What It Really Means When Your Nose Itches

It's extremely common to get an itchy nose every once in a while, but there are many reasons why your nose might start to itch. One of the most common reasons for an itchy nose is allergies. If you have seasonal allergies, you may notice that your nose starts to itch more during certain times of the year. Allergies can also be triggered by certain foods, animals, or even dust (via Mayo Clinic). If your nose is itchy and you're also having other allergy symptoms like sneezing and watery eyes, you can try taking an antihistamine. You can also use a nasal spray to help relieve some of the symptoms.

Another common reason for an itchy nose is dryness. This can be caused by the weather, indoor heating, or even certain medications. If your nose is dry, you can try using a humidifier in your home or office (via Healthline). You can also use a saline nasal spray to help moisturize your nose. If you have an itchy nose that isn't due to allergies or dryness, it could be caused by a cold or the flu. In this case, the itchiness is usually accompanied by other symptoms like a runny nose, sore throat, and fever (via CDC). If you think you might have a cold or the flu, it's best to see a doctor.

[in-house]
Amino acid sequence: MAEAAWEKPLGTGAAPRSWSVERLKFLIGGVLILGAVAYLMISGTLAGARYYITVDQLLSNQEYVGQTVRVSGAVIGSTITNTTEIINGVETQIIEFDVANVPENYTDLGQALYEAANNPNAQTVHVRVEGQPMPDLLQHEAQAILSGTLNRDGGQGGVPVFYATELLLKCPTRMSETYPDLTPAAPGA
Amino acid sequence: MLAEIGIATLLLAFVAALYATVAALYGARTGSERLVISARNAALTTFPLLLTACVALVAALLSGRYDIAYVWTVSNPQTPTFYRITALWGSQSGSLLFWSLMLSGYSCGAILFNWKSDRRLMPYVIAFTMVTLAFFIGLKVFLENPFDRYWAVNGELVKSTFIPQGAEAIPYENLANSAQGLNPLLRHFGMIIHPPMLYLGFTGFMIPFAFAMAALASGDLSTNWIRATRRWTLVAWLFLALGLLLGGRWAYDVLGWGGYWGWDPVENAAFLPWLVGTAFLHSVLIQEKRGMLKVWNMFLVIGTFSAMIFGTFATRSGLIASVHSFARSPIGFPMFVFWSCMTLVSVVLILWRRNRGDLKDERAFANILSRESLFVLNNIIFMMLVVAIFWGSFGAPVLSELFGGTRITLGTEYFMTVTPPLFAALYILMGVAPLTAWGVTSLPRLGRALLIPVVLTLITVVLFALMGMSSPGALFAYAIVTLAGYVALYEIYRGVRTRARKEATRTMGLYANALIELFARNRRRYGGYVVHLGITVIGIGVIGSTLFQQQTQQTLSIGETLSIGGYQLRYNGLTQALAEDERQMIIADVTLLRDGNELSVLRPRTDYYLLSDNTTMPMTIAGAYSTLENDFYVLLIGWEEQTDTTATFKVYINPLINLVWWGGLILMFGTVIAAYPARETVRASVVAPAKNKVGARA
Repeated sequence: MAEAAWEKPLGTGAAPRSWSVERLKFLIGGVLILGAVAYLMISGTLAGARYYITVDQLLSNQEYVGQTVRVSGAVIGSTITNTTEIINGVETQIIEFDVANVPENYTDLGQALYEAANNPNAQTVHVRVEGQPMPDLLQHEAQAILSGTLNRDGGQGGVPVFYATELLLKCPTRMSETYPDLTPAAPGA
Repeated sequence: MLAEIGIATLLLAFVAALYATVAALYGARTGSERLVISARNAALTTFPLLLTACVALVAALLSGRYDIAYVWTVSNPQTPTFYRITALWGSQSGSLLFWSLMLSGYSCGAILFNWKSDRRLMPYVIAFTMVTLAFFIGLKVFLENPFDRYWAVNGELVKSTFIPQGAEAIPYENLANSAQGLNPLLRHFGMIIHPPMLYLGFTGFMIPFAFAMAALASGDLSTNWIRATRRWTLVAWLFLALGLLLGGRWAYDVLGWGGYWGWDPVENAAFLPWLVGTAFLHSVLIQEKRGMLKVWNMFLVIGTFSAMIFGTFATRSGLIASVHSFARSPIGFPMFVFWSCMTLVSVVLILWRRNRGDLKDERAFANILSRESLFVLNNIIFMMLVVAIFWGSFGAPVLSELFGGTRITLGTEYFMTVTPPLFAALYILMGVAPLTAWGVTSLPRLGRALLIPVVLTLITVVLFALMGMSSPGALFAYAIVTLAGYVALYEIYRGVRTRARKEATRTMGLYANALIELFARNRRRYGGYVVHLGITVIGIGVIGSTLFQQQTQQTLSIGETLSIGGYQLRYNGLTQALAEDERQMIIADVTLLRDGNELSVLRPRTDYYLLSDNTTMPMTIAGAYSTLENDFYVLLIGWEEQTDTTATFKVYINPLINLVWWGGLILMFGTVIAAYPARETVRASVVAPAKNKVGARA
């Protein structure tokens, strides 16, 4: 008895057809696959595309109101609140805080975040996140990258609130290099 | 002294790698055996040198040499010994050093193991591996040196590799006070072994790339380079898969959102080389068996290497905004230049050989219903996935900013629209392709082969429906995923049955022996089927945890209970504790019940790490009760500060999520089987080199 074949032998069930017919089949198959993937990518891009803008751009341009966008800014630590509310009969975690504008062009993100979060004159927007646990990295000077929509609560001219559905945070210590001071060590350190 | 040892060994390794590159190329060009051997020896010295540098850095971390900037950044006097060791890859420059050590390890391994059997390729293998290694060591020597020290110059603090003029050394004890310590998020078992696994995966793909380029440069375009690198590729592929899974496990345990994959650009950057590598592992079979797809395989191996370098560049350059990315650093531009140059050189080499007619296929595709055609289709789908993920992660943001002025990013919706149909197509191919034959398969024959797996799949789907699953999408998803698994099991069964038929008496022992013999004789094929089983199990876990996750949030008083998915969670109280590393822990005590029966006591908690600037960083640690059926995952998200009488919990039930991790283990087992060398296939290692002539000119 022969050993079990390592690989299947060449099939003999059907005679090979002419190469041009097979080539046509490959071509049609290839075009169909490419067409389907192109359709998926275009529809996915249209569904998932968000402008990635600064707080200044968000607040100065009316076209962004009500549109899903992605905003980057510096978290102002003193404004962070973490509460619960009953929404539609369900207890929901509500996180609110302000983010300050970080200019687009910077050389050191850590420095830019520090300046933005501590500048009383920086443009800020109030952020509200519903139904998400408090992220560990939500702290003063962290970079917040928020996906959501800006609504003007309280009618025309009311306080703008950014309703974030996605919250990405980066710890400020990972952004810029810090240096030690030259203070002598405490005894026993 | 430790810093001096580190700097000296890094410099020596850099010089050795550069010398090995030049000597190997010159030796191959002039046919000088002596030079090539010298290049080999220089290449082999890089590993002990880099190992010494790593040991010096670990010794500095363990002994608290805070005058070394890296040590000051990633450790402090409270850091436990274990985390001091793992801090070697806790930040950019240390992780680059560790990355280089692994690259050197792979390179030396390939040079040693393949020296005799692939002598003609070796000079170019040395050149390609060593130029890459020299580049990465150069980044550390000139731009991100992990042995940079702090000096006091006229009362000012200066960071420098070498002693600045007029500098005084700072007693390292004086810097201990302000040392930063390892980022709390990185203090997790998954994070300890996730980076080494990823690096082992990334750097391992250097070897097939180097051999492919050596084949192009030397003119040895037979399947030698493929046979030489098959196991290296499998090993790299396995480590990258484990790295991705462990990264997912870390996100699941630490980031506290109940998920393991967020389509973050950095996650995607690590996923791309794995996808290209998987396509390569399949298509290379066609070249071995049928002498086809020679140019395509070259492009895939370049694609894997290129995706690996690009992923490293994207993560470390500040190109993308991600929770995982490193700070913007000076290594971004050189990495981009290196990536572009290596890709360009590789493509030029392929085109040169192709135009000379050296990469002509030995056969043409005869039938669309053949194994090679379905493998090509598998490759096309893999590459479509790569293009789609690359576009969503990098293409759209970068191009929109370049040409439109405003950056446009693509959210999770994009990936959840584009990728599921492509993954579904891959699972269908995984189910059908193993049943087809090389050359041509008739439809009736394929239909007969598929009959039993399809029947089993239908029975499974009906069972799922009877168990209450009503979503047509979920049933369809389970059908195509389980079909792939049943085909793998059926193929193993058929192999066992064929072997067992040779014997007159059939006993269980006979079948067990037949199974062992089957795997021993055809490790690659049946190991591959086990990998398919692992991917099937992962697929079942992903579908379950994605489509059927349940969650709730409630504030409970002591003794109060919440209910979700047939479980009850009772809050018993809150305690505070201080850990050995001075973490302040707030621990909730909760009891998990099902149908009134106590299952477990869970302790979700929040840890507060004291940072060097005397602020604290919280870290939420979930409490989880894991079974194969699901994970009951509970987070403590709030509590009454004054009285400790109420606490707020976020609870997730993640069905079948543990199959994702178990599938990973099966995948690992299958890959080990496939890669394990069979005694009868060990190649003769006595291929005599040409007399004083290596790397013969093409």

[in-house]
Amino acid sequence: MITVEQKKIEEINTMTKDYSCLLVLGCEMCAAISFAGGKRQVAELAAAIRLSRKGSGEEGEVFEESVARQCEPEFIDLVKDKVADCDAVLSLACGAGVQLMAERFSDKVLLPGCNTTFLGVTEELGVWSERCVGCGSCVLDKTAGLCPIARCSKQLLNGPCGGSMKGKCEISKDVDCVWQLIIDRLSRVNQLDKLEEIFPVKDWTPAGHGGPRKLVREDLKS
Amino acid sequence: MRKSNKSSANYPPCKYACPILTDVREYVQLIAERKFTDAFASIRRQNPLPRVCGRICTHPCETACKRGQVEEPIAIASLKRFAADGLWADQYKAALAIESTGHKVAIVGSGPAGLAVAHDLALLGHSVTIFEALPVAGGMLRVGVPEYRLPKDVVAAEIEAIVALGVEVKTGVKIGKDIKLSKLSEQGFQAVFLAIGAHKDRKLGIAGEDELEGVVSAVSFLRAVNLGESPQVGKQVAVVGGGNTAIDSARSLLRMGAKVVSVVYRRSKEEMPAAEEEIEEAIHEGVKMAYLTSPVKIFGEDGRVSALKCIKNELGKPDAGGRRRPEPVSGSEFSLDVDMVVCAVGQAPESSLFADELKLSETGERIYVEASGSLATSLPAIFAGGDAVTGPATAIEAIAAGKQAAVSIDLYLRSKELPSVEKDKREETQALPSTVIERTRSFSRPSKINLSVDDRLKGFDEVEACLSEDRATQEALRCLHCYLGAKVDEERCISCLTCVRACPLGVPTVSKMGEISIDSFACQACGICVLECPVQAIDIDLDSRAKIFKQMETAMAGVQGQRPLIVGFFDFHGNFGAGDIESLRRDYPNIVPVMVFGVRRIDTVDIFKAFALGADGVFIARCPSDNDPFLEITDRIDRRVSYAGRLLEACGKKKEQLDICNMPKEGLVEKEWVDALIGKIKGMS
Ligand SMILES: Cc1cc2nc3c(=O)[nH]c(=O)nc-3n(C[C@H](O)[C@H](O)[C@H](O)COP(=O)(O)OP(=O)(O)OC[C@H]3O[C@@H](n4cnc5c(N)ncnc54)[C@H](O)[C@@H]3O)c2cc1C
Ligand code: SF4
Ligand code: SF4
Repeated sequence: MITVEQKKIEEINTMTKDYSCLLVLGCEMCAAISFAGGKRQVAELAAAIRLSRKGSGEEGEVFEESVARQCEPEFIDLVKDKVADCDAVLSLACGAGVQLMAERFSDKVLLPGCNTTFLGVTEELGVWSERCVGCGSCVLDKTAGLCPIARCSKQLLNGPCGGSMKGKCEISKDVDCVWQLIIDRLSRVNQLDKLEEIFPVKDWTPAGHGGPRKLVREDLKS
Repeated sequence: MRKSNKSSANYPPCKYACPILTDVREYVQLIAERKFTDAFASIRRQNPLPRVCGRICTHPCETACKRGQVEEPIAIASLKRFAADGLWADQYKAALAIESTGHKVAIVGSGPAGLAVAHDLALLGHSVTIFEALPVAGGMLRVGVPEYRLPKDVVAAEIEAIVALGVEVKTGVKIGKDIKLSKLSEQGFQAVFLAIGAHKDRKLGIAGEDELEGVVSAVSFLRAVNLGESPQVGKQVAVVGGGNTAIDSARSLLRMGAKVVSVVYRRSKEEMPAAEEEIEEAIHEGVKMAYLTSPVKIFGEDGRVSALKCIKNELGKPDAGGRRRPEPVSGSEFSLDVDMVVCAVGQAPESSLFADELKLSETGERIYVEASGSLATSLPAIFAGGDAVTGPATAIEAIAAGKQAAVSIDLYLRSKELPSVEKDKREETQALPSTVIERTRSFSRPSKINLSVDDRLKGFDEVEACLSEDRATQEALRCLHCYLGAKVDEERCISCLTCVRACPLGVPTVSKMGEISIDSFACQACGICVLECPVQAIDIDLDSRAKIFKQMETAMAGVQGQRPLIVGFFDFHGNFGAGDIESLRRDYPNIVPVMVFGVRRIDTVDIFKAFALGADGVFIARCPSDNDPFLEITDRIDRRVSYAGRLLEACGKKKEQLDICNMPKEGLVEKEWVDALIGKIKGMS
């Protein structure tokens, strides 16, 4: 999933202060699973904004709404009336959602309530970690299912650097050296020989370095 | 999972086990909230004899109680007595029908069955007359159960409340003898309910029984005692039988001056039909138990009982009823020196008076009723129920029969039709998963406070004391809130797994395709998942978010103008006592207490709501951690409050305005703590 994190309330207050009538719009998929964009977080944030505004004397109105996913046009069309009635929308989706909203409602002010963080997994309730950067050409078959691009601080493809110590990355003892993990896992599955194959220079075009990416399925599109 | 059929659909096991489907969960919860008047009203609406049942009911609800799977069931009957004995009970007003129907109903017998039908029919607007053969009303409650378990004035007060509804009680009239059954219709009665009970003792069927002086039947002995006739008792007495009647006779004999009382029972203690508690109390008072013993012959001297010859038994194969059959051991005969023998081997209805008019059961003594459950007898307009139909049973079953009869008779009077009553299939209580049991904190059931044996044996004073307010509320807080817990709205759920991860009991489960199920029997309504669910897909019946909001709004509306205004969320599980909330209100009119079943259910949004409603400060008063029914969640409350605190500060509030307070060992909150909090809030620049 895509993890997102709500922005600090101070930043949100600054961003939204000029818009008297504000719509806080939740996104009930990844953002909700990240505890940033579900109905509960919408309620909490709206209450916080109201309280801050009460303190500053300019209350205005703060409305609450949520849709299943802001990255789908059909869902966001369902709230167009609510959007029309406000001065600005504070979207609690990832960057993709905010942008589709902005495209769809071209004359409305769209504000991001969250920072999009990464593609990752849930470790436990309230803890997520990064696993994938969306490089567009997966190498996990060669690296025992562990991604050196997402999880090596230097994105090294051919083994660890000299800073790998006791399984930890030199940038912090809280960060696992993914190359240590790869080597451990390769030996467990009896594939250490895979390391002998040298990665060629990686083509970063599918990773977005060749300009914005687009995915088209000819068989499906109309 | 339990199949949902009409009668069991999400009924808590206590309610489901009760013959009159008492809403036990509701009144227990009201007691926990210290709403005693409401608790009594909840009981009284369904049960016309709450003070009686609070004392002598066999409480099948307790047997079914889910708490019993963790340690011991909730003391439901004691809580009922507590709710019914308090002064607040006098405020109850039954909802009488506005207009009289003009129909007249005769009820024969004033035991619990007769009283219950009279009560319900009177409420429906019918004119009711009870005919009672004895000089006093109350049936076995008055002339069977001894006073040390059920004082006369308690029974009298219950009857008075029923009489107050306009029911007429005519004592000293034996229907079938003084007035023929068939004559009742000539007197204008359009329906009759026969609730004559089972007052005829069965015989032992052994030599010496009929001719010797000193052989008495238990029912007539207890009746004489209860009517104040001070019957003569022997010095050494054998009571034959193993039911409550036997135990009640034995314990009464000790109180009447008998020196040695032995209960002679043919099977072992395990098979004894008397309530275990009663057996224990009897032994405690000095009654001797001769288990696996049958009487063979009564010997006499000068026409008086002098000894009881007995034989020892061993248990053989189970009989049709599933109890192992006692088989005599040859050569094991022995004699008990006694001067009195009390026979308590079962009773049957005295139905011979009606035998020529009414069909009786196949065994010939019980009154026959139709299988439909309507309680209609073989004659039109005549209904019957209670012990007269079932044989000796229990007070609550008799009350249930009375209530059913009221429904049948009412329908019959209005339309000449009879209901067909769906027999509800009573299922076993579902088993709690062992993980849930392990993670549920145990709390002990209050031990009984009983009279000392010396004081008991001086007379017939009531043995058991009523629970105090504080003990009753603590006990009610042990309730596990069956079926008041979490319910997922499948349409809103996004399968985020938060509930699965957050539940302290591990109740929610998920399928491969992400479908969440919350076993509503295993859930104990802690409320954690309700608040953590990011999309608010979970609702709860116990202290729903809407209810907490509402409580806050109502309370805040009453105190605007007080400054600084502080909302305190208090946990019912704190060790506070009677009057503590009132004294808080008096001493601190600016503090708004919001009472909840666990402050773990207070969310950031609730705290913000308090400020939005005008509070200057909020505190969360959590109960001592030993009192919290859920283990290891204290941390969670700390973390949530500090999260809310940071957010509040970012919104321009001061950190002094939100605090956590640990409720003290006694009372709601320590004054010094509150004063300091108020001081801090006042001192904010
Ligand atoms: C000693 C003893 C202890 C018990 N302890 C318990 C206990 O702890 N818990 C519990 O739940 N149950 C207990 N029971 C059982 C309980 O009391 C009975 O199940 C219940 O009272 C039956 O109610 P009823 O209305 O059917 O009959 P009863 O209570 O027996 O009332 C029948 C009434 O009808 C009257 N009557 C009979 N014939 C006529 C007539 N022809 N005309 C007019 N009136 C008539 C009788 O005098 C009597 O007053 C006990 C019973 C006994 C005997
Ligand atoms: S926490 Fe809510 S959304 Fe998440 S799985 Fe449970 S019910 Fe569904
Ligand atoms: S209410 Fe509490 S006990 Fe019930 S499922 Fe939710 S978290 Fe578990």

What it means when your nose hurts

Itchiness and pain are sometimes separate symptoms or can be felt at the same time. You shouldn't ignore any pain in your nose or sinuses, whether the pain is accompanied by itching or not. There are many reasons your nose might hurt. One common cause of nose pain is sinusitis, which is an inflammation of the sinuses (via Cleveland Clinic). Sinusitis can be caused by a virus, bacteria, or allergies. The most common symptom of sinusitis is a throbbing pain in your forehead or cheeks that gets worse when you bend over. Other symptoms include a stuffy nose, runny nose, fever, and fatigue. Sinusitis can usually be treated with over-the-counter medications like ibuprofen or nasal spray. If your symptoms don't improve after a week or two, you should see a doctor.

Another common cause of nose pain is rhinitis, which is an inflammation of the lining of the nose (via Mayo Clinic). Rhinitis can be caused by allergies, a cold, or a sinus infection. Symptoms of rhinitis include a runny nose, itchy nose, and sneezing. Antihistamines can often help relieve the symptoms of rhinitis. If you have a pain in your nose that is severe or lasts for more than a week, you should see a doctor to rule out any serious conditions. Conditions that can cause nose pain include sinus infections, nasal fractures, and tumors (via Buoy Health). Sinus infections and nasal fractures usually require antibiotics or other medical treatment.